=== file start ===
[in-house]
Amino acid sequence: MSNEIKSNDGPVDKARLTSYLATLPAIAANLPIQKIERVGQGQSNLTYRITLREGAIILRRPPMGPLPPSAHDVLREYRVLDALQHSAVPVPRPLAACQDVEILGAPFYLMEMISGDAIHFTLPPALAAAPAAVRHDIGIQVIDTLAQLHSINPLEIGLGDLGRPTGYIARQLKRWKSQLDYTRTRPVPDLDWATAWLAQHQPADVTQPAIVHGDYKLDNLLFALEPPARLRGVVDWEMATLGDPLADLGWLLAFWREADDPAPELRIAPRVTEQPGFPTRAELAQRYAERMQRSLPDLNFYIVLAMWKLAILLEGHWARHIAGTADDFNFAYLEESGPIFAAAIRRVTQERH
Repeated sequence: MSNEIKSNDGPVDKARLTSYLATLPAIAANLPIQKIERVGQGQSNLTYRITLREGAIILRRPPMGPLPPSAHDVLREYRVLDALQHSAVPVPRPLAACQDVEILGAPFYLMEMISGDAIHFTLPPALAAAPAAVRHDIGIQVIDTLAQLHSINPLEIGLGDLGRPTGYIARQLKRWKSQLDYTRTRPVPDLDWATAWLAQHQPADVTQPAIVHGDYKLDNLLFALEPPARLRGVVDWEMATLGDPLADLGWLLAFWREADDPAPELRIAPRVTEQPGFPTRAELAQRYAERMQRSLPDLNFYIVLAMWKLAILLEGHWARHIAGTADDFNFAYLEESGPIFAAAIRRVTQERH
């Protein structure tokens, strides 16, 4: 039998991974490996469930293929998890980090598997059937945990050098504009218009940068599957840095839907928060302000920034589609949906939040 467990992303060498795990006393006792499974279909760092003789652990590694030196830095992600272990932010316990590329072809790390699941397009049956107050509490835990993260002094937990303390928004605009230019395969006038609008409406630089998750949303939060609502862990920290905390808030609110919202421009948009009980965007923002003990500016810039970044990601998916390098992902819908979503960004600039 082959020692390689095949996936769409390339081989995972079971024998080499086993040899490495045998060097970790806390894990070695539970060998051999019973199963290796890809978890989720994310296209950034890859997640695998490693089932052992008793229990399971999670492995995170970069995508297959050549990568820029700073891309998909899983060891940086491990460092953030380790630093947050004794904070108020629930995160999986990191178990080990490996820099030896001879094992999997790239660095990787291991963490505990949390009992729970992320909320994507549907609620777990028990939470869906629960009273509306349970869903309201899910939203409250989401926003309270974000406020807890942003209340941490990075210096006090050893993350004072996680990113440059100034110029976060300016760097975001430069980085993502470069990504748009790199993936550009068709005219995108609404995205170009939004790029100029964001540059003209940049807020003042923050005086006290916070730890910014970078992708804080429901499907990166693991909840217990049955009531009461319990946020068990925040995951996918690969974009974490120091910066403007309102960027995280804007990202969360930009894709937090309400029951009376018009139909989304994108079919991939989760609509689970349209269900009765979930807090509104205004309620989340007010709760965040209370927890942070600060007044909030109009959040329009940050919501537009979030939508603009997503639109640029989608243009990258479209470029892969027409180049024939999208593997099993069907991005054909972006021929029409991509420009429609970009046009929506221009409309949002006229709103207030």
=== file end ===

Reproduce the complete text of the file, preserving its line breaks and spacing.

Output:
[in-house]
Amino acid sequence: MSNEIKSNDGPVDKARLTSYLATLPAIAANLPIQKIERVGQGQSNLTYRITLREGAIILRRPPMGPLPPSAHDVLREYRVLDALQHSAVPVPRPLAACQDVEILGAPFYLMEMISGDAIHFTLPPALAAAPAAVRHDIGIQVIDTLAQLHSINPLEIGLGDLGRPTGYIARQLKRWKSQLDYTRTRPVPDLDWATAWLAQHQPADVTQPAIVHGDYKLDNLLFALEPPARLRGVVDWEMATLGDPLADLGWLLAFWREADDPAPELRIAPRVTEQPGFPTRAELAQRYAERMQRSLPDLNFYIVLAMWKLAILLEGHWARHIAGTADDFNFAYLEESGPIFAAAIRRVTQERH
Repeated sequence: MSNEIKSNDGPVDKARLTSYLATLPAIAANLPIQKIERVGQGQSNLTYRITLREGAIILRRPPMGPLPPSAHDVLREYRVLDALQHSAVPVPRPLAACQDVEILGAPFYLMEMISGDAIHFTLPPALAAAPAAVRHDIGIQVIDTLAQLHSINPLEIGLGDLGRPTGYIARQLKRWKSQLDYTRTRPVPDLDWATAWLAQHQPADVTQPAIVHGDYKLDNLLFALEPPARLRGVVDWEMATLGDPLADLGWLLAFWREADDPAPELRIAPRVTEQPGFPTRAELAQRYAERMQRSLPDLNFYIVLAMWKLAILLEGHWARHIAGTADDFNFAYLEESGPIFAAAIRRVTQERH
């Protein structure tokens, strides 16, 4: 039998991974490996469930293929998890980090598997059937945990050098504009218009940068599957840095839907928060302000920034589609949906939040 467990992303060498795990006393006792499974279909760092003789652990590694030196830095992600272990932010316990590329072809790390699941397009049956107050509490835990993260002094937990303390928004605009230019395969006038609008409406630089998750949303939060609502862990920290905390808030609110919202421009948009009980965007923002003990500016810039970044990601998916390098992902819908979503960004600039 082959020692390689095949996936769409390339081989995972079971024998080499086993040899490495045998060097970790806390894990070695539970060998051999019973199963290796890809978890989720994310296209950034890859997640695998490693089932052992008793229990399971999670492995995170970069995508297959050549990568820029700073891309998909899983060891940086491990460092953030380790630093947050004794904070108020629930995160999986990191178990080990490996820099030896001879094992999997790239660095990787291991963490505990949390009992729970992320909320994507549907609620777990028990939470869906629960009273509306349970869903309201899910939203409250989401926003309270974000406020807890942003209340941490990075210096006090050893993350004072996680990113440059100034110029976060300016760097975001430069980085993502470069990504748009790199993936550009068709005219995108609404995205170009939004790029100029964001540059003209940049807020003042923050005086006290916070730890910014970078992708804080429901499907990166693991909840217990049955009531009461319990946020068990925040995951996918690969974009974490120091910066403007309102960027995280804007990202969360930009894709937090309400029951009376018009139909989304994108079919991939989760609509689970349209269900009765979930807090509104205004309620989340007010709760965040209370927890942070600060007044909030109009959040329009940050919501537009979030939508603009997503639109640029989608243009990258479209470029892969027409180049024939999208593997099993069907991005054909972006021929029409991509420009429609970009046009929506221009409309949002006229709103207030």